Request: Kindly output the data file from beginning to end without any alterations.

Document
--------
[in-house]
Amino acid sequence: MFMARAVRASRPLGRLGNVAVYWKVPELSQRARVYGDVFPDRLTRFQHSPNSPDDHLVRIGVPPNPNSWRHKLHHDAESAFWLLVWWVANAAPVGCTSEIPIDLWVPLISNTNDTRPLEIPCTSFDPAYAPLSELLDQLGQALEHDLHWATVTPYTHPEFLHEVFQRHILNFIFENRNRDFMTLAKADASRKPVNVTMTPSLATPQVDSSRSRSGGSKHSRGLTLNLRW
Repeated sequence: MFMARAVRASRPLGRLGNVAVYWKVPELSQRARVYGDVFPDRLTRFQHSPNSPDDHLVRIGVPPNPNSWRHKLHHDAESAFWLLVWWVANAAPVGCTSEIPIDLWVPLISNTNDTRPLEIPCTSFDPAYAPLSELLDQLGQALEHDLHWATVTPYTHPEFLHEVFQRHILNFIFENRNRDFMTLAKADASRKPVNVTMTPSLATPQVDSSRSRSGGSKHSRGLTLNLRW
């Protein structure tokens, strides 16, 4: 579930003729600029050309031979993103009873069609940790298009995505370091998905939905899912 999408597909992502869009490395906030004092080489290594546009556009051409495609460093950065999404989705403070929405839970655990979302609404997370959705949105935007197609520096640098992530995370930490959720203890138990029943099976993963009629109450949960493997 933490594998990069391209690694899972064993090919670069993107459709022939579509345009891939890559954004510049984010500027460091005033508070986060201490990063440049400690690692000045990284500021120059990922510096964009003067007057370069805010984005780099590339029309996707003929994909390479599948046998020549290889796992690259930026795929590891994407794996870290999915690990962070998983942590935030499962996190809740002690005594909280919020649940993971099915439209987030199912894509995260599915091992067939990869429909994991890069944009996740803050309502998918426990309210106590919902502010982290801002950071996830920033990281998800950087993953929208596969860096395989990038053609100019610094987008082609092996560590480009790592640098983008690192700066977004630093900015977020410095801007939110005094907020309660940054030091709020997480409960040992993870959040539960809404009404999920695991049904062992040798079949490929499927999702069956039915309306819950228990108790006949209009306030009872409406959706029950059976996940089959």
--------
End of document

[in-house]
Amino acid sequence: MFMARAVRASRPLGRLGNVAVYWKVPELSQRARVYGDVFPDRLTRFQHSPNSPDDHLVRIGVPPNPNSWRHKLHHDAESAFWLLVWWVANAAPVGCTSEIPIDLWVPLISNTNDTRPLEIPCTSFDPAYAPLSELLDQLGQALEHDLHWATVTPYTHPEFLHEVFQRHILNFIFENRNRDFMTLAKADASRKPVNVTMTPSLATPQVDSSRSRSGGSKHSRGLTLNLRW
Repeated sequence: MFMARAVRASRPLGRLGNVAVYWKVPELSQRARVYGDVFPDRLTRFQHSPNSPDDHLVRIGVPPNPNSWRHKLHHDAESAFWLLVWWVANAAPVGCTSEIPIDLWVPLISNTNDTRPLEIPCTSFDPAYAPLSELLDQLGQALEHDLHWATVTPYTHPEFLHEVFQRHILNFIFENRNRDFMTLAKADASRKPVNVTMTPSLATPQVDSSRSRSGGSKHSRGLTLNLRW
């Protein structure tokens, strides 16, 4: 579930003729600029050309031979993103009873069609940790298009995505370091998905939905899912 999408597909992502869009490395906030004092080489290594546009556009051409495609460093950065999404989705403070929405839970655990979302609404997370959705949105935007197609520096640098992530995370930490959720203890138990029943099976993963009629109450949960493997 933490594998990069391209690694899972064993090919670069993107459709022939579509345009891939890559954004510049984010500027460091005033508070986060201490990063440049400690690692000045990284500021120059990922510096964009003067007057370069805010984005780099590339029309996707003929994909390479599948046998020549290889796992690259930026795929590891994407794996870290999915690990962070998983942590935030499962996190809740002690005594909280919020649940993971099915439209987030199912894509995260599915091992067939990869429909994991890069944009996740803050309502998918426990309210106590919902502010982290801002950071996830920033990281998800950087993953929208596969860096395989990038053609100019610094987008082609092996560590480009790592640098983008690192700066977004630093900015977020410095801007939110005094907020309660940054030091709020997480409960040992993870959040539960809404009404999920695991049904062992040798079949490929499927999702069956039915309306819950228990108790006949209009306030009872409406959706029950059976996940089959």